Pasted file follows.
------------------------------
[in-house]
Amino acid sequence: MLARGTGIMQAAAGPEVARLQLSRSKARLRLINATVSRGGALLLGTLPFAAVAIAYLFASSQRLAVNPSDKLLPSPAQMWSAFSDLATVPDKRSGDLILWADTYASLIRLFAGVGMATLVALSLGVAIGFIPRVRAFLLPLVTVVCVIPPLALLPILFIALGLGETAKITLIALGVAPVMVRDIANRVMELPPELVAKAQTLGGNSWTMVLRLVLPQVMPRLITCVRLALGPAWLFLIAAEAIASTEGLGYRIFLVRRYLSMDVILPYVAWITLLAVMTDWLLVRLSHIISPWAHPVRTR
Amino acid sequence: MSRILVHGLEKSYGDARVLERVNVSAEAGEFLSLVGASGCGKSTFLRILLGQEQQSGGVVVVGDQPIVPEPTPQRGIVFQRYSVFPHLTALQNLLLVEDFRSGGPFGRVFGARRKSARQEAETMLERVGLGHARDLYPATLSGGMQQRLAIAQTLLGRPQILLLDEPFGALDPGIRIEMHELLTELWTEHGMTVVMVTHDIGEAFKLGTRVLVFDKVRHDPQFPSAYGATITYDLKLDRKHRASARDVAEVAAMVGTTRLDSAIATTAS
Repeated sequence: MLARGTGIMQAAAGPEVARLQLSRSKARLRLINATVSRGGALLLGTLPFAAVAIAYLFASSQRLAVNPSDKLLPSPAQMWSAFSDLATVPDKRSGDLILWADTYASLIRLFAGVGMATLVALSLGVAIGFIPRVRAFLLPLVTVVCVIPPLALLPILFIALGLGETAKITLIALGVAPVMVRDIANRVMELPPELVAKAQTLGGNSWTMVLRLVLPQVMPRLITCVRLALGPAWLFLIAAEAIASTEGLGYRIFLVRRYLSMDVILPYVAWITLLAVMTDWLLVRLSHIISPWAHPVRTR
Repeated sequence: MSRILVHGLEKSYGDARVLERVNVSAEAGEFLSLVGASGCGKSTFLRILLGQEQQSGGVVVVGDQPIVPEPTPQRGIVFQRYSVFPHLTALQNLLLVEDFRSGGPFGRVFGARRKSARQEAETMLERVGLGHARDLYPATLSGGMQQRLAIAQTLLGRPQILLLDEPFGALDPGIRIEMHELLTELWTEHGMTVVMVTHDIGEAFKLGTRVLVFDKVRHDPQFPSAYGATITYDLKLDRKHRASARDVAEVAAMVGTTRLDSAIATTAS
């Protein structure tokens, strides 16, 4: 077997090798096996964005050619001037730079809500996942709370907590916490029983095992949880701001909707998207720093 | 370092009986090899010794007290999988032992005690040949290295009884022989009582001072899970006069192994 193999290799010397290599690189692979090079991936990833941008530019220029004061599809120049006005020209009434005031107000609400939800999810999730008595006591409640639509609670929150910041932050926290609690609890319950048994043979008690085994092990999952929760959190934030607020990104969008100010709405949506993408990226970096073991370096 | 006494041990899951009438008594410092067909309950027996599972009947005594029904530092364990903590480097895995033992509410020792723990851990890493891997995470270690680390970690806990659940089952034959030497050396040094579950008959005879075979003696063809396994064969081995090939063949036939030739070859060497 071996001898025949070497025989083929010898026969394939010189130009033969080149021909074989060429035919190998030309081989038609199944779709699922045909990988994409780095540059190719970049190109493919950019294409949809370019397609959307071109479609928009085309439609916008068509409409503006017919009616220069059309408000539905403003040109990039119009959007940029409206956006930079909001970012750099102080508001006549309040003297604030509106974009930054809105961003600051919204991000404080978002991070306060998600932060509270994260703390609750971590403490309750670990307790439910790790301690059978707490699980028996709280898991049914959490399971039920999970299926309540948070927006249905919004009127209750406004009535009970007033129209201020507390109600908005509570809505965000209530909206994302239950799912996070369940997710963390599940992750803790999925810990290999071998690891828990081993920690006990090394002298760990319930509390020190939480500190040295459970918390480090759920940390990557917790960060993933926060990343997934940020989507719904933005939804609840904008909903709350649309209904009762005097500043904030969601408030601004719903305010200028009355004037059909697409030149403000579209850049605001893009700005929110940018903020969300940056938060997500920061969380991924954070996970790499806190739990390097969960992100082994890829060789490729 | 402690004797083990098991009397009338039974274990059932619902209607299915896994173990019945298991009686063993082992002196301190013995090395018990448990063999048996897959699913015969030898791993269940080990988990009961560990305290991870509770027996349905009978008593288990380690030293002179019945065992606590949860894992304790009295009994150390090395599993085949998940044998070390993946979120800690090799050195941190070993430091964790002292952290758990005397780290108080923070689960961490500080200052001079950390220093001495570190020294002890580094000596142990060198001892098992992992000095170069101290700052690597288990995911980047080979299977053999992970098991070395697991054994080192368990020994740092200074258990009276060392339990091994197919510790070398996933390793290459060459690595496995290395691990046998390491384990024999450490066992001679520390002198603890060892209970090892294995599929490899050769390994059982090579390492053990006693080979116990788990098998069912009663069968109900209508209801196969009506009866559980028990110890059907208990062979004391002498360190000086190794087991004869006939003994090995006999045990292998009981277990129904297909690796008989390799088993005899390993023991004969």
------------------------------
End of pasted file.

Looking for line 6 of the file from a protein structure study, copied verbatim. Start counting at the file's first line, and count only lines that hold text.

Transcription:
């Protein structure tokens, strides 16, 4: 077997090798096996964005050619001037730079809500996942709370907590916490029983095992949880701001909707998207720093 | 370092009986090899010794007290999988032992005690040949290295009884022989009582001072899970006069192994 193999290799010397290599690189692979090079991936990833941008530019220029004061599809120049006005020209009434005031107000609400939800999810999730008595006591409640639509609670929150910041932050926290609690609890319950048994043979008690085994092990999952929760959190934030607020990104969008100010709405949506993408990226970096073991370096 | 006494041990899951009438008594410092067909309950027996599972009947005594029904530092364990903590480097895995033992509410020792723990851990890493891997995470270690680390970690806990659940089952034959030497050396040094579950008959005879075979003696063809396994064969081995090939063949036939030739070859060497 071996001898025949070497025989083929010898026969394939010189130009033969080149021909074989060429035919190998030309081989038609199944779709699922045909990988994409780095540059190719970049190109493919950019294409949809370019397609959307071109479609928009085309439609916008068509409409503006017919009616220069059309408000539905403003040109990039119009959007940029409206956006930079909001970012750099102080508001006549309040003297604030509106974009930054809105961003600051919204991000404080978002991070306060998600932060509270994260703390609750971590403490309750670990307790439910790790301690059978707490699980028996709280898991049914959490399971039920999970299926309540948070927006249905919004009127209750406004009535009970007033129209201020507390109600908005509570809505965000209530909206994302239950799912996070369940997710963390599940992750803790999925810990290999071998690891828990081993920690006990090394002298760990319930509390020190939480500190040295459970918390480090759920940390990557917790960060993933926060990343997934940020989507719904933005939804609840904008909903709350649309209904009762005097500043904030969601408030601004719903305010200028009355004037059909697409030149403000579209850049605001893009700005929110940018903020969300940056938060997500920061969380991924954070996970790499806190739990390097969960992100082994890829060789490729 | 402690004797083990098991009397009338039974274990059932619902209607299915896994173990019945298991009686063993082992002196301190013995090395018990448990063999048996897959699913015969030898791993269940080990988990009961560990305290991870509770027996349905009978008593288990380690030293002179019945065992606590949860894992304790009295009994150390090395599993085949998940044998070390993946979120800690090799050195941190070993430091964790002292952290758990005397780290108080923070689960961490500080200052001079950390220093001495570190020294002890580094000596142990060198001892098992992992000095170069101290700052690597288990995911980047080979299977053999992970098991070395697991054994080192368990020994740092200074258990009276060392339990091994197919510790070398996933390793290459060459690595496995290395691990046998390491384990024999450490066992001679520390002198603890060892209970090892294995599929490899050769390994059982090579390492053990006693080979116990788990098998069912009663069968109900209508209801196969009506009866559980028990110890059907208990062979004391002498360190000086190794087991004869006939003994090995006999045990292998009981277990129904297909690796008989390799088993005899390993023991004969």